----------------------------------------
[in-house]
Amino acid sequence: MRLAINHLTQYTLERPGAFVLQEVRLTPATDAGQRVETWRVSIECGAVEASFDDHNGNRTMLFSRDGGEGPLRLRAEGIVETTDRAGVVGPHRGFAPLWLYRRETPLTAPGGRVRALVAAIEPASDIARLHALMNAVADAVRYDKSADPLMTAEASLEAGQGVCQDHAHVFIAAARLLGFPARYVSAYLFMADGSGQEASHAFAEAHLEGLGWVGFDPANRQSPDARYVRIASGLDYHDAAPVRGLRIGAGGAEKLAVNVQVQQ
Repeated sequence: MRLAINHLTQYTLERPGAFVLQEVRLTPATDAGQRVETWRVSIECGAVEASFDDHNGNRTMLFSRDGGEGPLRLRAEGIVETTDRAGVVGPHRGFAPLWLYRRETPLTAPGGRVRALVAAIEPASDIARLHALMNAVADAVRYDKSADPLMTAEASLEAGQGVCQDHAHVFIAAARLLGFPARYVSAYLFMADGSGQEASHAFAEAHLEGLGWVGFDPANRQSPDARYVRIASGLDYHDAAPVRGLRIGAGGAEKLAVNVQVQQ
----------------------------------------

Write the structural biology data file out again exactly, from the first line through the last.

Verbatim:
[in-house]
Amino acid sequence: MRLAINHLTQYTLERPGAFVLQEVRLTPATDAGQRVETWRVSIECGAVEASFDDHNGNRTMLFSRDGGEGPLRLRAEGIVETTDRAGVVGPHRGFAPLWLYRRETPLTAPGGRVRALVAAIEPASDIARLHALMNAVADAVRYDKSADPLMTAEASLEAGQGVCQDHAHVFIAAARLLGFPARYVSAYLFMADGSGQEASHAFAEAHLEGLGWVGFDPANRQSPDARYVRIASGLDYHDAAPVRGLRIGAGGAEKLAVNVQVQQ
Repeated sequence: MRLAINHLTQYTLERPGAFVLQEVRLTPATDAGQRVETWRVSIECGAVEASFDDHNGNRTMLFSRDGGEGPLRLRAEGIVETTDRAGVVGPHRGFAPLWLYRRETPLTAPGGRVRALVAAIEPASDIARLHALMNAVADAVRYDKSADPLMTAEASLEAGQGVCQDHAHVFIAAARLLGFPARYVSAYLFMADGSGQEASHAFAEAHLEGLGWVGFDPANRQSPDARYVRIASGLDYHDAAPVRGLRIGAGGAEKLAVNVQVQQ